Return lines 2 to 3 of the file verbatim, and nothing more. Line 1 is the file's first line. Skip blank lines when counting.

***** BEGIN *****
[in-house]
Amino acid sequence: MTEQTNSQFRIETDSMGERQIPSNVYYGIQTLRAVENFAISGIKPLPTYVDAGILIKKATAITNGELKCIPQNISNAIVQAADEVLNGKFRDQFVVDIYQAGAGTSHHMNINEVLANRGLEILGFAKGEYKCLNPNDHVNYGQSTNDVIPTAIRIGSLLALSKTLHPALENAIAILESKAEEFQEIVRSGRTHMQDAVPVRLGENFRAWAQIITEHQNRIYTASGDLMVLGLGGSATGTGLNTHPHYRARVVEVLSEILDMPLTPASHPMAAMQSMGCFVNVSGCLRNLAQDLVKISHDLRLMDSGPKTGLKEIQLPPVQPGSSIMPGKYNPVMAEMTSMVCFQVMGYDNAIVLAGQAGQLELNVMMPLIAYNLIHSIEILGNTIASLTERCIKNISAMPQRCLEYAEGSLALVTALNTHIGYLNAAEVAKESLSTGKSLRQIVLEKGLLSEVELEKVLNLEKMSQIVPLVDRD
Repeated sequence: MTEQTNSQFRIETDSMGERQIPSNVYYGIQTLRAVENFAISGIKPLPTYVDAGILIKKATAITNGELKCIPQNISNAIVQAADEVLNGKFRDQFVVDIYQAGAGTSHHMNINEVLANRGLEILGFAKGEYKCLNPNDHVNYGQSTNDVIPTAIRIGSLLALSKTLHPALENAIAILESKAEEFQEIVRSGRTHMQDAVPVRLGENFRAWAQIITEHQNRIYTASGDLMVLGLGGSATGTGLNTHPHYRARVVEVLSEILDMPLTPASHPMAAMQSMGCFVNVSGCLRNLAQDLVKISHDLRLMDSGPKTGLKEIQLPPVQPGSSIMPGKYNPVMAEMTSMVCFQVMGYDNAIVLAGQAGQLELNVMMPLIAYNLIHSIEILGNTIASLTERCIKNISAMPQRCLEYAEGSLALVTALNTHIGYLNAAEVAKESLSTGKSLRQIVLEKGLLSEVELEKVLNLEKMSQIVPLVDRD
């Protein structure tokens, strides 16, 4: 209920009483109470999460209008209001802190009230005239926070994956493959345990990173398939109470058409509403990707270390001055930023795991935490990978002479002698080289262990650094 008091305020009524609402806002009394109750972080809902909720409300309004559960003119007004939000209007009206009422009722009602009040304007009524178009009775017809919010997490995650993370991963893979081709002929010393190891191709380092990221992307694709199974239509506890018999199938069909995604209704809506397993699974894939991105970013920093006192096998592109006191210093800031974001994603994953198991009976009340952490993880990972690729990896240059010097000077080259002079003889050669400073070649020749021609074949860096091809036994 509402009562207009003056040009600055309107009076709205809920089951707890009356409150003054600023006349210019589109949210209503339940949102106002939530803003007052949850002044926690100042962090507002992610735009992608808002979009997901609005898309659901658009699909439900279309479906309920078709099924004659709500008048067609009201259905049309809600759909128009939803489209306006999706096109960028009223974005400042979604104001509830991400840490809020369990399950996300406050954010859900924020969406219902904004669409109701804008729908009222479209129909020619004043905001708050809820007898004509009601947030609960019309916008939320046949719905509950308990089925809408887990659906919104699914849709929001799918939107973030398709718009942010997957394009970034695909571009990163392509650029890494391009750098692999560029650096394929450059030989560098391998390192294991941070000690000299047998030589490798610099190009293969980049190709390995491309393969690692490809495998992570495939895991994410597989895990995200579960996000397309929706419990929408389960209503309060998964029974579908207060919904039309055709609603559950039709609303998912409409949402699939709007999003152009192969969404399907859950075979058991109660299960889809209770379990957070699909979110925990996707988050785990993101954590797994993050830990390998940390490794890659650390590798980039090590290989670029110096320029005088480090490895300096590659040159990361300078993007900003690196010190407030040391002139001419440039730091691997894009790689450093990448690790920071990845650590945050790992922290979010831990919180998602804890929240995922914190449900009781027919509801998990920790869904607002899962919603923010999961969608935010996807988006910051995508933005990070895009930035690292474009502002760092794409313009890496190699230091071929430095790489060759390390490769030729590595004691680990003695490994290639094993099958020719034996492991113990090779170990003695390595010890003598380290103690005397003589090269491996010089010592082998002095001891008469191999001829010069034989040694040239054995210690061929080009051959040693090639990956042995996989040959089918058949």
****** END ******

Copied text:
Amino acid sequence: MTEQTNSQFRIETDSMGERQIPSNVYYGIQTLRAVENFAISGIKPLPTYVDAGILIKKATAITNGELKCIPQNISNAIVQAADEVLNGKFRDQFVVDIYQAGAGTSHHMNINEVLANRGLEILGFAKGEYKCLNPNDHVNYGQSTNDVIPTAIRIGSLLALSKTLHPALENAIAILESKAEEFQEIVRSGRTHMQDAVPVRLGENFRAWAQIITEHQNRIYTASGDLMVLGLGGSATGTGLNTHPHYRARVVEVLSEILDMPLTPASHPMAAMQSMGCFVNVSGCLRNLAQDLVKISHDLRLMDSGPKTGLKEIQLPPVQPGSSIMPGKYNPVMAEMTSMVCFQVMGYDNAIVLAGQAGQLELNVMMPLIAYNLIHSIEILGNTIASLTERCIKNISAMPQRCLEYAEGSLALVTALNTHIGYLNAAEVAKESLSTGKSLRQIVLEKGLLSEVELEKVLNLEKMSQIVPLVDRD
Repeated sequence: MTEQTNSQFRIETDSMGERQIPSNVYYGIQTLRAVENFAISGIKPLPTYVDAGILIKKATAITNGELKCIPQNISNAIVQAADEVLNGKFRDQFVVDIYQAGAGTSHHMNINEVLANRGLEILGFAKGEYKCLNPNDHVNYGQSTNDVIPTAIRIGSLLALSKTLHPALENAIAILESKAEEFQEIVRSGRTHMQDAVPVRLGENFRAWAQIITEHQNRIYTASGDLMVLGLGGSATGTGLNTHPHYRARVVEVLSEILDMPLTPASHPMAAMQSMGCFVNVSGCLRNLAQDLVKISHDLRLMDSGPKTGLKEIQLPPVQPGSSIMPGKYNPVMAEMTSMVCFQVMGYDNAIVLAGQAGQLELNVMMPLIAYNLIHSIEILGNTIASLTERCIKNISAMPQRCLEYAEGSLALVTALNTHIGYLNAAEVAKESLSTGKSLRQIVLEKGLLSEVELEKVLNLEKMSQIVPLVDRD